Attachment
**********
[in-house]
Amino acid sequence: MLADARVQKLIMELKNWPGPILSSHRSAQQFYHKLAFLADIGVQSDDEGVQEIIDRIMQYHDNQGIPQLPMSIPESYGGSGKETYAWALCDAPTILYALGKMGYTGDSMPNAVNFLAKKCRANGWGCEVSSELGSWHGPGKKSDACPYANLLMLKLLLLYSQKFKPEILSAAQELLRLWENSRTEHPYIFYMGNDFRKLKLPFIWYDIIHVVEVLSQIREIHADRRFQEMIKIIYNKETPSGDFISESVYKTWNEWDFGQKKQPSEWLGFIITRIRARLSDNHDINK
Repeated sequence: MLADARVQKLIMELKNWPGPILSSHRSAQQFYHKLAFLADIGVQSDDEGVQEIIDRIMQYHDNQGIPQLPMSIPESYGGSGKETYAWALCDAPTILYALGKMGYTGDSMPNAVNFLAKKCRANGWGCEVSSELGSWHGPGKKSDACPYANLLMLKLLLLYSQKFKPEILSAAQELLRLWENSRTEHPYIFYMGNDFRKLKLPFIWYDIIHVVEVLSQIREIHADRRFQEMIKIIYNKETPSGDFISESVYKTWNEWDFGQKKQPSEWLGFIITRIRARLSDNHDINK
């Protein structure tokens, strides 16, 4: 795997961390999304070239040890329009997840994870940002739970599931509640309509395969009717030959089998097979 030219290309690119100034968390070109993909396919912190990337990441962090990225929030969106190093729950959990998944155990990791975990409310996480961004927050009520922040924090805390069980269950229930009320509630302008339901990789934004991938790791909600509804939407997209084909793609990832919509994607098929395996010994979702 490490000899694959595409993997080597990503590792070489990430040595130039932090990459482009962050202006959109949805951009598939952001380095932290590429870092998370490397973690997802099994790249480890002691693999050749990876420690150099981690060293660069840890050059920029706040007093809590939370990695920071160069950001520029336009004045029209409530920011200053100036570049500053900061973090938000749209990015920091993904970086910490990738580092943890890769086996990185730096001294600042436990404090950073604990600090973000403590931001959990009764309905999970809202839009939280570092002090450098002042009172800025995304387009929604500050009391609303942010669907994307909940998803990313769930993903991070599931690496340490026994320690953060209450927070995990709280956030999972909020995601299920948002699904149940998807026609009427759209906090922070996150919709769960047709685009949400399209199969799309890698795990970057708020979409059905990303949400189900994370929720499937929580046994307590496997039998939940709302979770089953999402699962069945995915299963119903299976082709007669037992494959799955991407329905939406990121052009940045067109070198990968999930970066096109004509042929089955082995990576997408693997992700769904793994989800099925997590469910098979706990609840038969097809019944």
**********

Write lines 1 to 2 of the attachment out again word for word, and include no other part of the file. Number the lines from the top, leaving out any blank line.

[in-house]
Amino acid sequence: MLADARVQKLIMELKNWPGPILSSHRSAQQFYHKLAFLADIGVQSDDEGVQEIIDRIMQYHDNQGIPQLPMSIPESYGGSGKETYAWALCDAPTILYALGKMGYTGDSMPNAVNFLAKKCRANGWGCEVSSELGSWHGPGKKSDACPYANLLMLKLLLLYSQKFKPEILSAAQELLRLWENSRTEHPYIFYMGNDFRKLKLPFIWYDIIHVVEVLSQIREIHADRRFQEMIKIIYNKETPSGDFISESVYKTWNEWDFGQKKQPSEWLGFIITRIRARLSDNHDINK